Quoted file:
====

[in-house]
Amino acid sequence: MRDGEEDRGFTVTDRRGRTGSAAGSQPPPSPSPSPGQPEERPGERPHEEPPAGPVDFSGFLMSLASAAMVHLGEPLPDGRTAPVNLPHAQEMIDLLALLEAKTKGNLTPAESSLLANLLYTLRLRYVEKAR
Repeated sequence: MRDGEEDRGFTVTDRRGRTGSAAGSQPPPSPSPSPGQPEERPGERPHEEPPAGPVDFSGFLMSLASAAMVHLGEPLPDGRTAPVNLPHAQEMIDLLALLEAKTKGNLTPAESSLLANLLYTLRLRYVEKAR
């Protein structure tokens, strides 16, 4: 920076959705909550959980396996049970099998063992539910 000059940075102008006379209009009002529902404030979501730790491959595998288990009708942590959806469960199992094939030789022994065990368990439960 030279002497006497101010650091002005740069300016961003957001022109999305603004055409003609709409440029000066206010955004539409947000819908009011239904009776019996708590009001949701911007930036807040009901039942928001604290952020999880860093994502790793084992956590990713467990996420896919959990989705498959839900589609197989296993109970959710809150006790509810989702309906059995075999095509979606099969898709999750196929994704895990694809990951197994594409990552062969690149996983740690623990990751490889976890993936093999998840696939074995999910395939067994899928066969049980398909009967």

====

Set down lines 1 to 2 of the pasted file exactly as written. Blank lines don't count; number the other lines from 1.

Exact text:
[in-house]
Amino acid sequence: MRDGEEDRGFTVTDRRGRTGSAAGSQPPPSPSPSPGQPEERPGERPHEEPPAGPVDFSGFLMSLASAAMVHLGEPLPDGRTAPVNLPHAQEMIDLLALLEAKTKGNLTPAESSLLANLLYTLRLRYVEKAR